L. Lennard, Liewei M Wang

Research output: Chapter in Book/Report/Conference proceedingChapter

1 Scopus citations


Methyltransferases represent a group of enzymes, most which, over 95%, use S-adenosyl-. l-methionine (AdoMet) as a methyl donor. The basic methyl transfer reaction is the catalytic attack of a nucleophile (carbon, oxygen, nitrogen, or sulfur) on a methyl group to form methylated derivatives of proteins, lipids, polysaccharides, nucleic acids, and various small molecules. Methyl conjugation is an important pathway in the metabolism of many drugs and xenobiotic compounds, as well as endogenous neurotransmitters and hormones. Methylation is also fundamental for the regulation of gene transcription. AdoMet-dependent methyltransferase enzymes are an example of convergent evolution, a series of enzymes with very different overall structures but with similar properties at the active site, which enables catalysis of the methyl transfer reaction (Schluckebier et al., 1995; Schubert et al., 2003). There are five structurally distinct families of AdoMet-dependent methyltransferases, each family representing a series of enzymes with structurally similar active sites and, between methyltransferase classes, different structures with similar functions (Schubert et al., 2003). The Enzyme Commission (EC) has allocated numbers to over 250 methyltransferases: the N-methylation of pyridine, documented in the late 19th century, was the first methyl conjugation reaction to be described (His, 1887; Weinshilboum et al., 1999), and tellurite methyltransferase (EC will almost certainly not be the last.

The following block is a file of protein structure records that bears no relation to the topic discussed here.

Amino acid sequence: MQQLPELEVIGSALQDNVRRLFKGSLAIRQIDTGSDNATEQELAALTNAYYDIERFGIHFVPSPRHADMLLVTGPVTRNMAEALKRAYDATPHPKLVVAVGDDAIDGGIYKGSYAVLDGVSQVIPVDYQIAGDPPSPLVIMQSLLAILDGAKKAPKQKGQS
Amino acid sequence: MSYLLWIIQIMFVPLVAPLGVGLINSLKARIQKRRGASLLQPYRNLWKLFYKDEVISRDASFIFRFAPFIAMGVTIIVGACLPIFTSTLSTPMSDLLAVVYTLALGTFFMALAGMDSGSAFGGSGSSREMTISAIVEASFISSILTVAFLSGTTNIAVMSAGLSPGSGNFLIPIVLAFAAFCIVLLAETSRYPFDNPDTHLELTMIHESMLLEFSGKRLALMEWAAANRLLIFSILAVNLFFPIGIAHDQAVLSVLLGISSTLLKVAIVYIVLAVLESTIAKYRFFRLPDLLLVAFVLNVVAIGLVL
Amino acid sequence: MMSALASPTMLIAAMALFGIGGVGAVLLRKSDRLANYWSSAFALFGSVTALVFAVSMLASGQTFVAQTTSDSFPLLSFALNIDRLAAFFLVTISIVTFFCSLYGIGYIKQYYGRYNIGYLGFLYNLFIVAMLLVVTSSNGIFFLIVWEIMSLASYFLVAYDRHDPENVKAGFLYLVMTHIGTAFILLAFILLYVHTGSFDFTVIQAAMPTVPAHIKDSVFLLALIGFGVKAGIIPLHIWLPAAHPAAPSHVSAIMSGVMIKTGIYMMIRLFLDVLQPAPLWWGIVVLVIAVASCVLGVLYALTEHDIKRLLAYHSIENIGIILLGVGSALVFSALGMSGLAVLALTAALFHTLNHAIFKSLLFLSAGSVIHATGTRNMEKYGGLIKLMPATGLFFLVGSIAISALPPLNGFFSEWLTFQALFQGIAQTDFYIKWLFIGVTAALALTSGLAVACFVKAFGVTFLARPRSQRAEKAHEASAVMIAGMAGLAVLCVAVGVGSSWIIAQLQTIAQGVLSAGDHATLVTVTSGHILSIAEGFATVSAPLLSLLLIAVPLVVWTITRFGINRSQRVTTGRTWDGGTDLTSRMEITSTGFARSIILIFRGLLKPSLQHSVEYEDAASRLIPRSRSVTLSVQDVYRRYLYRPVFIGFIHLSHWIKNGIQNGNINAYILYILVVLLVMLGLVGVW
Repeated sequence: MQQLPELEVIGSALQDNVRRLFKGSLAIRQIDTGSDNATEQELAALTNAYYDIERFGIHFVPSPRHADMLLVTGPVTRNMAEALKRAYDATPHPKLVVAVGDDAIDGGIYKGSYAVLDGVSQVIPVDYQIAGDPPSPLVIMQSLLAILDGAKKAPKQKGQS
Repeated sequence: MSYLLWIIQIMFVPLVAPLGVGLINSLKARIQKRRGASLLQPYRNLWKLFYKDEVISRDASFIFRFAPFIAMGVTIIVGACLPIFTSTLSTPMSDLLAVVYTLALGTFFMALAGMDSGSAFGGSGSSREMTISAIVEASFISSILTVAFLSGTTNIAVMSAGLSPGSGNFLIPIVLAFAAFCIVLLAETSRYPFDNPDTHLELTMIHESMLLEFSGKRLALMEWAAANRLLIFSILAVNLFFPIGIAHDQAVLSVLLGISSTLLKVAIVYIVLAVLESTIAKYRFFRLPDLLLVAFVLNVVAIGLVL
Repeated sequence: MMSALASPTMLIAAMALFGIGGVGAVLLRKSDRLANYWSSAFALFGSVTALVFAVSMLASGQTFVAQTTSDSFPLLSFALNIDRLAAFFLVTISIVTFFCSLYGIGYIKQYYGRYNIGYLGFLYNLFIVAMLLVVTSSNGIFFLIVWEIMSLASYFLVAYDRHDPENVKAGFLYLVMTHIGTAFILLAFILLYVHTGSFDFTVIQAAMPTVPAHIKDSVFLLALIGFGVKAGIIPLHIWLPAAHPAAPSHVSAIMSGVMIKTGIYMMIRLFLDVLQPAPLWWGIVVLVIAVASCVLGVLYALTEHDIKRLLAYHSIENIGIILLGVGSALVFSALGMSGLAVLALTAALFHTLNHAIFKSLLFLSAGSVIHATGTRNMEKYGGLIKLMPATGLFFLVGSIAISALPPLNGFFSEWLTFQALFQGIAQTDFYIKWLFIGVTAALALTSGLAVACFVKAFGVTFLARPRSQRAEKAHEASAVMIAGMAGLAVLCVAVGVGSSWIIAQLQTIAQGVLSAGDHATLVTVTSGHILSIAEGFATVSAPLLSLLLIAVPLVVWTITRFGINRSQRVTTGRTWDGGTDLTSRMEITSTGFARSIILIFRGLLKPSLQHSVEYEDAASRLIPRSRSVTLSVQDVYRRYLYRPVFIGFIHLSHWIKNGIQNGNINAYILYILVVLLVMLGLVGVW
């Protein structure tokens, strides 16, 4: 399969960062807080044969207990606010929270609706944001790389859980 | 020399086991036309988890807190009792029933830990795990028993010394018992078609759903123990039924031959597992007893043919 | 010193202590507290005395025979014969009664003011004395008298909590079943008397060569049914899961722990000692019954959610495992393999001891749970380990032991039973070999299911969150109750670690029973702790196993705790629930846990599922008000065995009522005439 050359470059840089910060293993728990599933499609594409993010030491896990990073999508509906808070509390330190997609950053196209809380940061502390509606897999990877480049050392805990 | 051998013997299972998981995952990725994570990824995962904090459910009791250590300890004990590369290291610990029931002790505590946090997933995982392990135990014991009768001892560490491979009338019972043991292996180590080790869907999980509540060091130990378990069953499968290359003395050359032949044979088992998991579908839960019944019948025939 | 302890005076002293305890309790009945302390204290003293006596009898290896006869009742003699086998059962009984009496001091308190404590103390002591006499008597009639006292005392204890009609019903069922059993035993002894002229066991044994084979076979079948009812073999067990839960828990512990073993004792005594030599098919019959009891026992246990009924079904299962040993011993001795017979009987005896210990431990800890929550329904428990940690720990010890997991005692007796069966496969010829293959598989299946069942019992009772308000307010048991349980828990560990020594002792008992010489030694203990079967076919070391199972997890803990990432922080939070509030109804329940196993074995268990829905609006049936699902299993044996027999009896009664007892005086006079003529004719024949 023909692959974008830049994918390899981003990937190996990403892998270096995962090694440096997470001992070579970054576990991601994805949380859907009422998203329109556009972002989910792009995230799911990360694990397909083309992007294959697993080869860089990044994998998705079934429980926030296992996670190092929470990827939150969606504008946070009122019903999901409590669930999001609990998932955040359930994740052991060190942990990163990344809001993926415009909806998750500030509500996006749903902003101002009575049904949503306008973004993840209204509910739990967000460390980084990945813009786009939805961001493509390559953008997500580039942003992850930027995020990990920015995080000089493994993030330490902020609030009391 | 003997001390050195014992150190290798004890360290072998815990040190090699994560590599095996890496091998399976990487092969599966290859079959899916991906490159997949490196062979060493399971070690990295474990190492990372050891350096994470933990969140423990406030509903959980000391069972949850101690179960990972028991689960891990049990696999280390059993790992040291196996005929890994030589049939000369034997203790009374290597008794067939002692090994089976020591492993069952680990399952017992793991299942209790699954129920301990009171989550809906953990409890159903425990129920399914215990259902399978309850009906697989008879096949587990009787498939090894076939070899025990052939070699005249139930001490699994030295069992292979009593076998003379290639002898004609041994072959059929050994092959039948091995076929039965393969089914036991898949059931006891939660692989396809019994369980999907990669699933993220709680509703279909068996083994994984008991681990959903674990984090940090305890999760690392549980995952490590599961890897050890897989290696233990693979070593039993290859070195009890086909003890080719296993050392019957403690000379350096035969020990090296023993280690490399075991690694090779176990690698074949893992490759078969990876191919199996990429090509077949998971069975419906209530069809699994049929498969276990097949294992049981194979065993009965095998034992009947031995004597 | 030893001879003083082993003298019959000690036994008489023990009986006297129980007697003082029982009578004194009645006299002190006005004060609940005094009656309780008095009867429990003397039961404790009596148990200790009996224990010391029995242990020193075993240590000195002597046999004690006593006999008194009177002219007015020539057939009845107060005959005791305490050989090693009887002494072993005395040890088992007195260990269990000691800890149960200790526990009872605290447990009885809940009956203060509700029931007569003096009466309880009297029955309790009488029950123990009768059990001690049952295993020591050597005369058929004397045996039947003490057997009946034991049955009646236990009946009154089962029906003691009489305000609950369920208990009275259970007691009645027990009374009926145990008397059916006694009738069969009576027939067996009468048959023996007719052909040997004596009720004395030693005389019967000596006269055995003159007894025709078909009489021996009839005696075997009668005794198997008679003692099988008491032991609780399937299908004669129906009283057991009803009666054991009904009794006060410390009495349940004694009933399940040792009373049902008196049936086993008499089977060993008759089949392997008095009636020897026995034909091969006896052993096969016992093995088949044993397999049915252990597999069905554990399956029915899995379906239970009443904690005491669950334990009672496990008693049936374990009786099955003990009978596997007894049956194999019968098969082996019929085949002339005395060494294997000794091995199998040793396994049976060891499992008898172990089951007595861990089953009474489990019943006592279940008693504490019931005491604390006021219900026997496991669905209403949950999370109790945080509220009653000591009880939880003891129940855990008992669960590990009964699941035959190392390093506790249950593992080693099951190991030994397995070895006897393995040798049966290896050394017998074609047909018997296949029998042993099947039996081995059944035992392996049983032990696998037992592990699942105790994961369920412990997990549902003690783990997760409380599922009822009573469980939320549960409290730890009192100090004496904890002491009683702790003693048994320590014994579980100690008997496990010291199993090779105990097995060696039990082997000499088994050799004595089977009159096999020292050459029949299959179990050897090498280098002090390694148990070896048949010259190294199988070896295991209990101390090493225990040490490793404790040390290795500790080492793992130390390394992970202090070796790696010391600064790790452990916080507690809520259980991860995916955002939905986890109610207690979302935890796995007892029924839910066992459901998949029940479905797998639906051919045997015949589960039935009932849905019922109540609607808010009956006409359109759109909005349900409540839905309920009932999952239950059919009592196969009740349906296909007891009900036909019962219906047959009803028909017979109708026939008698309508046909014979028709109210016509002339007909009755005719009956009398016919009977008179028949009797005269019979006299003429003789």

Original languageEnglish (US)
Title of host publicationBiotransformation
PublisherElsevier Inc.
Number of pages20
ISBN (Electronic)9780081006122
ISBN (Print)9780081006016
StatePublished - Dec 15 2017


  • Allele
  • Amino acid
  • Asparagine
  • Catecholamine
  • Dopamine
  • Drug metabolism
  • Methyltransferases
  • Pharmacogenomics
  • Phase II reaction
  • Single nucleotide polymorphisms

ASJC Scopus subject areas

  • Medicine(all)


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